There's a problem with modern polemic journalism, and it's all to do with the G-word.
Don't get me wrong. I'm a big fan of Hunter Thompson's writing. Hell, I've expropriated his opening riff from Fear And Loathing In Las Vegas for a piece of my own (unpublished and will remain so) fiction.
But his work has such a heavy influence over journalism post-Gonzo that it's difficult to find a way clear of it, and remind ourselves that writers like Orwell and Twain had a lock on angry, boots-on-the-ground work long before Hunter and Ralph Steadman faced down a duststorm at the Mint 500.
Laurie Penney, writer for The New Review and The New Statesman, and a girl that knows how to wield a red Sharpie, has teamed up with cartoonist and chronicler of the Occupy New York movement Molly Crabapple to fire off a new shot in the war against the 1%. Discordia follows their exploits in Greece last summer, in the aftermath of a mean season of riots and strike action that nonetheless saw a right-wing, austerity-hungry government narrowly elected to power and start to turn the screws.
The easy tag line would be “A Girl's Own Fear And Loathing.” Let's not do that (even though Laurie herself acknowledges the precedence). Sure, Discordia shares some DNA with the earlier, seminal work–it's graphic journalism, with Molly's curlicues and fleshy linework replacing Steadman's stabs and inky jabs. The art plays off the words and vice versa, creating a duet. You couldn't successfully have one without the other. The two are as perfect a fit for each other as Steadman and Thompson.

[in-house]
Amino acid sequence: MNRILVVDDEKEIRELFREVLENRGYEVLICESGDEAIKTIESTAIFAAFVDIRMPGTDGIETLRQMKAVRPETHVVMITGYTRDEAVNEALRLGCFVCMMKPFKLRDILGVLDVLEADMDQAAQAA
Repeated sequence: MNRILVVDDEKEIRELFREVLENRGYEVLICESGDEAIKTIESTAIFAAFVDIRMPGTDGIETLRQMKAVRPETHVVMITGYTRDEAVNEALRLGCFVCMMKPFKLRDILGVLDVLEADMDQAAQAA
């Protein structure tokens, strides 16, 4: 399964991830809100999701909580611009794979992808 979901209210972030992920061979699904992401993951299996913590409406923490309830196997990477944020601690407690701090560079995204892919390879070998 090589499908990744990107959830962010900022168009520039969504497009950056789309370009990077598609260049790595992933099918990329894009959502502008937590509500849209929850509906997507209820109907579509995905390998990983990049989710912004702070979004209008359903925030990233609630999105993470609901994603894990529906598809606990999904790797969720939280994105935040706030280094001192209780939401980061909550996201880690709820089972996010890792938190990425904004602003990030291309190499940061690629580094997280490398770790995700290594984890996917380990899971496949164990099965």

The difference is in the setting and the message. Laurie and Molly don't have the luxury of a press pool or a fancy hotel to retreat to when things get rough. They're bedding down on floors, on sofas, sharing the bars, parties and demos of the young activists and writers they're writing about and illustrating. The sense of lives lived amidst chaos, of pleasure grabbed on the run is palpable.
What comes across most clearly is the fact that the fight isn't over. Strike action continues, demonstrations still take place, and the continuing struggle against the forces of austerity and a burgeoning fascist takeover with the growth of The Golden Dawn are told in Laurie's trade-mark terse, propulsive prose.
The joy of gonzo is the way that the journalist becomes part of the story, and that's very much the case with Discordia. Laurie is a hard-line veteran of innumarable protests and sit-ins, wrapped up in a tiny, elfin package. Molly, all big hair and high heels, is an artist on a mission. They launch themselves heedlessly into adventure and never mind the tears and bruises. As a witty post-script tells, Molly manages to get herself arrested on her return to New York as she returns to the Occupy barricades. It's increasingly easy to piss off a cop in America, especially if you dare to take their photo.
Discordia is a daring, tough and lovely piece of polemic journalism that doesn't care about objectivity or balance. Laurie and Molly went to Greece to tell the unreported stories, to show us the people that we'd normally never get to meet. The only balance these girls are interested in are the scales of justice, and Discordia makes it perfectly plain that they are seriously out of whack.
Discordia, by Laurie Penny and Molly Crabapple, is available to buy now.